Chronology

1983 Kamioka Underground Observatory was established.
1983 Jul. Kamiokande experiment started observation.
1985 Kamiokande denied the simplest GUT as a result of proton decay search.
1987 Feb. Kamiokande succeeded in detecting neutrinos from a supernova explosion.
1988 Kamiokande observed a solar neutrino deficit.
1991 Dec. The construction of Super-Kamiokande (SK) was started.
1994 Jan. The construction of a computer building was completed.
1994 Jun. The excavation for the SK detector was finished.
1995 Apr. Kamioka Observatory which belongs to the Institute for Cosmic Ray Research(ICRR), was established.
1996 Apr. SK experiment started observation.
1998 Jun. SK discovered the atmospheric neutrino oscillation.
1999 Jun. The long baseline neutrino oscillation experiment; K2K started.
2001 Jun. SK discovered the solar neutrino oscillation.
2001 Jul. SK started replacement of several hundred nonfunctional PMTs.
2001 Nov. After replacement work, half of the PMTs were destroyed by a chain reaction
2002 Dec. The Nobel prize in Physics was awarded to Professor Koshiba as a consequence of the major scientific results obtained at Kamiokande.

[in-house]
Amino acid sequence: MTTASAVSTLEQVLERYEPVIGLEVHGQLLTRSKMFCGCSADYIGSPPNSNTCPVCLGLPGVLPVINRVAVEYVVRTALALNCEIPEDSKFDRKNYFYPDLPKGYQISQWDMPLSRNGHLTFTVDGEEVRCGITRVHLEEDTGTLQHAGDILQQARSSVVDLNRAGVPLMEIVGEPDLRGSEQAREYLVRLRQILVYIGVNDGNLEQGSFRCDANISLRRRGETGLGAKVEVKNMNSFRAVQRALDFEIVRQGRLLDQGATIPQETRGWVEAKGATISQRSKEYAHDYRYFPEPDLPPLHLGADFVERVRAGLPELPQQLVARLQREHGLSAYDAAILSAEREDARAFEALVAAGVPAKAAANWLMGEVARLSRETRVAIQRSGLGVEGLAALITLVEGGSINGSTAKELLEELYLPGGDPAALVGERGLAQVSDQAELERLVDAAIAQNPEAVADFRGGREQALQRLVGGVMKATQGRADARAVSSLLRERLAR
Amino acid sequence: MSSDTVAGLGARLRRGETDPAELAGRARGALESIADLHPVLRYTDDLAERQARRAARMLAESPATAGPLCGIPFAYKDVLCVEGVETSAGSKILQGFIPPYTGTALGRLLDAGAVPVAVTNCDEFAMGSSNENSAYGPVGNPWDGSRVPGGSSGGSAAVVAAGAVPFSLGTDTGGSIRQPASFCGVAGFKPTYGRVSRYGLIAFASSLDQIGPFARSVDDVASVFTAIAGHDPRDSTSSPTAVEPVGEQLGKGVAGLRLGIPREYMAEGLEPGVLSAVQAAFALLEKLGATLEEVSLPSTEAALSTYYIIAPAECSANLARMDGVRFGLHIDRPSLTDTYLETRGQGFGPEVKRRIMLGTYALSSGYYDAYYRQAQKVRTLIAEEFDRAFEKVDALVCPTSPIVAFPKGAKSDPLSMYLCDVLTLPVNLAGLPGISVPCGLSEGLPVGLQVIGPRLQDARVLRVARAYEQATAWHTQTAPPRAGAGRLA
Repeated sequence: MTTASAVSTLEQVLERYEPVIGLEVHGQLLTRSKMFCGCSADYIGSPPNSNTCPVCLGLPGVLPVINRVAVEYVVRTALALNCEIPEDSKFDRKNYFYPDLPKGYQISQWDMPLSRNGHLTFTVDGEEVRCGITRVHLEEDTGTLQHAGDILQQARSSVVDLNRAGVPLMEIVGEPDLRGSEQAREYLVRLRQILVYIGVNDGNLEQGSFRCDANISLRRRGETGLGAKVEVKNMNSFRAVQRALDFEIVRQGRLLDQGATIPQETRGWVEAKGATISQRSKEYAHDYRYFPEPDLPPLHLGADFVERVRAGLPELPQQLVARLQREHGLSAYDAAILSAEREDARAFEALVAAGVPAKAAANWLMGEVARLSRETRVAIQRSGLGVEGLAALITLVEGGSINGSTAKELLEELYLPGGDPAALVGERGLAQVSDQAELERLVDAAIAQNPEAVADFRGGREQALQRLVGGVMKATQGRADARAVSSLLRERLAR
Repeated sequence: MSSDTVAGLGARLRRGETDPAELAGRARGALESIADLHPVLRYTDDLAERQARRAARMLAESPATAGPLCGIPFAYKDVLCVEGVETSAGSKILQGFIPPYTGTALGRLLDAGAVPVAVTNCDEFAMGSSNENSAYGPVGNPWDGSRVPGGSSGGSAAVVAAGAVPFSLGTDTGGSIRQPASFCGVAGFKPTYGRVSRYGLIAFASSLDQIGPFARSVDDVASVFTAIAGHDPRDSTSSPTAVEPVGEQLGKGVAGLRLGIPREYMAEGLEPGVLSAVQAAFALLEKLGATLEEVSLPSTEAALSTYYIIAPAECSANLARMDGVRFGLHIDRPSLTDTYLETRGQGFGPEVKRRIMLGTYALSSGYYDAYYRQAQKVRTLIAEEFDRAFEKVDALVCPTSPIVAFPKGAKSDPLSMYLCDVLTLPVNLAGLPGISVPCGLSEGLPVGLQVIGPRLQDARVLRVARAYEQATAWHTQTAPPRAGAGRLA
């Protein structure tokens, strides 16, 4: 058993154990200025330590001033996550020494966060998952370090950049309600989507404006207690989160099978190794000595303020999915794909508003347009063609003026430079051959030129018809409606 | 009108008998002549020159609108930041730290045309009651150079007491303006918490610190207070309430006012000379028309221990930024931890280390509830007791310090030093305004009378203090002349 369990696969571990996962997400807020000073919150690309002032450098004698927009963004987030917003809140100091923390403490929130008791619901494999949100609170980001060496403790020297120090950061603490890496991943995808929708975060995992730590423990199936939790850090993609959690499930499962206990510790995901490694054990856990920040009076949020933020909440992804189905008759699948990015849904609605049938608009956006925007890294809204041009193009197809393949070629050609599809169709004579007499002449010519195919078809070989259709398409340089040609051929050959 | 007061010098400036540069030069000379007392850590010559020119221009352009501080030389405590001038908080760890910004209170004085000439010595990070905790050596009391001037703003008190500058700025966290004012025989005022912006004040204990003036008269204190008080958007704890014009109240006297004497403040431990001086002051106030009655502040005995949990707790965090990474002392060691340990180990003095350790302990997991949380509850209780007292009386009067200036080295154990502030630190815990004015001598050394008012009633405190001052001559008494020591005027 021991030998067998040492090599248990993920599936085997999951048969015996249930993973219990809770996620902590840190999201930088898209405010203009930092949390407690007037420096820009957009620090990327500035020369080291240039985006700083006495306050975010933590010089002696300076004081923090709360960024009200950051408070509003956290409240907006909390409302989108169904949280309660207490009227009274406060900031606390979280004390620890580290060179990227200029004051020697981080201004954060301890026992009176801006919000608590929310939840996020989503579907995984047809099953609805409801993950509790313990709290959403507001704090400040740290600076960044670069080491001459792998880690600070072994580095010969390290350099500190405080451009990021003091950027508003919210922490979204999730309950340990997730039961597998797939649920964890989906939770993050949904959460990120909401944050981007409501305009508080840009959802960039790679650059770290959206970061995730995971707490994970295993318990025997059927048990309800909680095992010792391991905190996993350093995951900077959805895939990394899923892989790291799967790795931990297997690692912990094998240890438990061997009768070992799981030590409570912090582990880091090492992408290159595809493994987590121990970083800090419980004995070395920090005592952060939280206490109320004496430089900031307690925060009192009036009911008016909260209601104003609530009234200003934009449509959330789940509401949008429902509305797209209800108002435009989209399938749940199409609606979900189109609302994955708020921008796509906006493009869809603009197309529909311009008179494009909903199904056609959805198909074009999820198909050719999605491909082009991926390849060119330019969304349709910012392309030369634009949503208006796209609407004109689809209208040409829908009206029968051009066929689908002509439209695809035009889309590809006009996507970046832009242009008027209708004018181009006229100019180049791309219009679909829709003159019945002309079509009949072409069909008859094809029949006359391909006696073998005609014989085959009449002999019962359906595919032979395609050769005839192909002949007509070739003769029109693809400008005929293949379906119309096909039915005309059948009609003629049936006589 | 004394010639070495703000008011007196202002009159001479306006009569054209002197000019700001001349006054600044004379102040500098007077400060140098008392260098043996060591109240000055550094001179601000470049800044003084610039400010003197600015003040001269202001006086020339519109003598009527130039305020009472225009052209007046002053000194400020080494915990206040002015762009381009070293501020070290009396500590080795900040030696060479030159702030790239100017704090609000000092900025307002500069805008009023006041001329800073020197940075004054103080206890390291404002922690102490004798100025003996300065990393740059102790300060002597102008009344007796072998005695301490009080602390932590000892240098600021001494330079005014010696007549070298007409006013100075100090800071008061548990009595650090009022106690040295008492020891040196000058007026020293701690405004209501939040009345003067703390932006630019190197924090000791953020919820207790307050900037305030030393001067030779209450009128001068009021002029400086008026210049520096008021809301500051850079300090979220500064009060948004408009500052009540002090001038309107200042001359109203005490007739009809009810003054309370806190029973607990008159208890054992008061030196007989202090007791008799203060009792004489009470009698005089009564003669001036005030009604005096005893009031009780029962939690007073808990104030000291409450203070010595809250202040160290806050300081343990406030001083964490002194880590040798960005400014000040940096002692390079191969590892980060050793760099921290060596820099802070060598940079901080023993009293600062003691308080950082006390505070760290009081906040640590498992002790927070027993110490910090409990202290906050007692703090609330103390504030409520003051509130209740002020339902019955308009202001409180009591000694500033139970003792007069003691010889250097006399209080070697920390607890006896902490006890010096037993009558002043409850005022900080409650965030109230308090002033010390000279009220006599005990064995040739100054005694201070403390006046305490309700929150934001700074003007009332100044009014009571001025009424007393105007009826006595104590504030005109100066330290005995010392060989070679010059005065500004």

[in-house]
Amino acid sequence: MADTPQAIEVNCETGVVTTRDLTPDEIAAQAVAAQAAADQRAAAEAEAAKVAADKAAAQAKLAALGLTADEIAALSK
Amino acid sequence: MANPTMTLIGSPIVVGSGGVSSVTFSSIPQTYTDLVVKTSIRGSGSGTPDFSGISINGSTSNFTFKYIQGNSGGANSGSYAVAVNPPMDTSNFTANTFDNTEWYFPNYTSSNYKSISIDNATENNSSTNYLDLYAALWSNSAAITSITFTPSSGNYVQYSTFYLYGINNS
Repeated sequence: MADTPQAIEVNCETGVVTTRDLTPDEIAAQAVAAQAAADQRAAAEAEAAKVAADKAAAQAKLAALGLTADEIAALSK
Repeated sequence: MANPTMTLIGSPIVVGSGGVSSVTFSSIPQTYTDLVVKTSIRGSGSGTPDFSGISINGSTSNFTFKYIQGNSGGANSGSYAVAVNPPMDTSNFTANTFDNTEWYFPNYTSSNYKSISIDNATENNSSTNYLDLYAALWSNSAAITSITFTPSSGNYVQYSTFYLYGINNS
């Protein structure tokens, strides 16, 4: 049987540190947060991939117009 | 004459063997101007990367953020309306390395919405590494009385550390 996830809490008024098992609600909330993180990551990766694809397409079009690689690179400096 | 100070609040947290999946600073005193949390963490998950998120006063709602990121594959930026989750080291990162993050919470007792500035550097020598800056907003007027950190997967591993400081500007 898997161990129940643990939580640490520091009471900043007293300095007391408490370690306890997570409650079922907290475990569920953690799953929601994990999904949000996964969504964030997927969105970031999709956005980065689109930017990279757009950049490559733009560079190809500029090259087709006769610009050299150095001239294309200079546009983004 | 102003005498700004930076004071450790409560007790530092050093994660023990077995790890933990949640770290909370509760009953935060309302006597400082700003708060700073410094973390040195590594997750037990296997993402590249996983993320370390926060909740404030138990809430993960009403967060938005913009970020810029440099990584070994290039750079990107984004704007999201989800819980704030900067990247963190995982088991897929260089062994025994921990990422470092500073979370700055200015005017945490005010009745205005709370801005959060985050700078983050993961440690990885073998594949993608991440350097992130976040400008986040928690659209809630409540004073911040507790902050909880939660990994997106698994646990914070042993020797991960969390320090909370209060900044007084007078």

2002 Dec. SK started observation with about 5200 inner detector PMTs.
2004 Jun. K2K experiment confirmed the neutrino oscillation.
2004 Nov. K2K experiment was finished.
2005 Oct. The new PMTs were almost ready, the full reconstruction work began.
2006 Jul. SK started observation with full complement of PMTs.
2008 Oct. XMASS experiment started to construct the water shield tank.
2008 Sep. The new data acquisition system of SK was installed.
2009 Apr. The T2K experiment was started, the first off-axis neutrino oscillation experiment.
2011 Jun. Discovery of electron neutrino appearance in the T2K experiment
2012 Jul. Proton decay lifetime limit published by SK exceeds 1034 years.
2013 Jul. Measurement of electron neutrino appearance in the T2K experiment.
2015 Nov. 2016 Breakthrough Prize in Fundamental Physics awarded to Prof. Y. Suzuki, Prof. T. Kajita and SK Collaborators, and Prof. K. Nishikawa and K2K/T2K Collaborators.
2015 Dec. The 2015 Nobel Prize in Physics awarded Prof. Takaaki Kajita.
2016 Jul. The T2K experiment represented the first CP violation search result.

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